Are you planting new trees or thinking about what to do with an old tree? Consider how trees affect your home first! Here are several things to keep in mind:
Tree limbs and roof damage
There are two reasons to avoid planting a tree too close to your house - fire hazard and property damage. The first issue is fairly obvious, but let's talk about the second problem: A nearby tree is almost always bad for your roof. It may look beautiful, but it can still cause roof damage.
Dead tree limbs are a common cause of roof damage, because when storms hit, they can fall or whip through the air and crack shingles or tiles. If you see damage like this, contact Findlay roofing for a quick fix before leaks develop.
However, even healthy tree limbs can damage your roof, gutters and siding if the tree is planted too close to the house. When new homeowners plant a sapling without thinking ahead, it ends up growing against the house in a few years, a very common mistake. Planting a tree takes careful planning, as well understanding how large that tree will grow.
If you already have a nearby tree, it's important to always 1) remove any dead or dying branches and 2) remove any branches that overhang or touch your house.
Squirrels and large pests
Squirrels are bad for rooftops, and they love a nearby tree. A tree is like a highway for squirrels, and even branches several feet away can serve as launchpads that give squirrels free access to your roof. Other large pests, like raccoon, may also enjoy these branches - another reason why branches should be trimmed away from the house.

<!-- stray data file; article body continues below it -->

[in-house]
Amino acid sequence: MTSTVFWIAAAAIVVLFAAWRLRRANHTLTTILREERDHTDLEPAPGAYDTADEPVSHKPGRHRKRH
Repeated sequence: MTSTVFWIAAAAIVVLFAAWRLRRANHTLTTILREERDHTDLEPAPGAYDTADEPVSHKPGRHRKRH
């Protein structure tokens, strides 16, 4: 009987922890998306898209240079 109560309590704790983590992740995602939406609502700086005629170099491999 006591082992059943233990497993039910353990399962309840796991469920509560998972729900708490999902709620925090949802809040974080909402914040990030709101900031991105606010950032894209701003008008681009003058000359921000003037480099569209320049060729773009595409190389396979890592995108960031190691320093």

Bugs and small pests
Bugs love a good tree, especially a deciduous tree. This is a particular problem for Georgia, where the climate favors pests like box elder bugs. Some of these pests cause home damage, some cause tree damage and some are just annoying. All of them are good reasons to keep branches away from your home and to choose trees that are naturally resistant to local pests.
Leaves and debris
All plants create debris - even most evergreens - will drop piles of needles as they grow. The leaves, dirt, pollen and needles all add up, clogging gutters, trapping moisture against your roof, and encouraging the growth of moss and mildew. Choose new trees that don't shed as much, and - once again - keep old tree branches away from your roof.
Trees aren't permanent
Trees may feel like a permanent fixture, but they aren't. Sometimes you need to get rid of them via a professional tree removal service. An obvious example is when the tree is hollow or dying out, but there are many good reasons to remove a tree from your yard when it becomes a problem. Don't be afraid to face the expense and say goodbye.
When it comes to maintaining trees around your house, a little preventative planning and trimming can make all the difference. If you think before you plant, make tree-trimming part of your seasonal maintenance and keep an eye on the overall health of all the trees in your yard, your roof will thank you for it.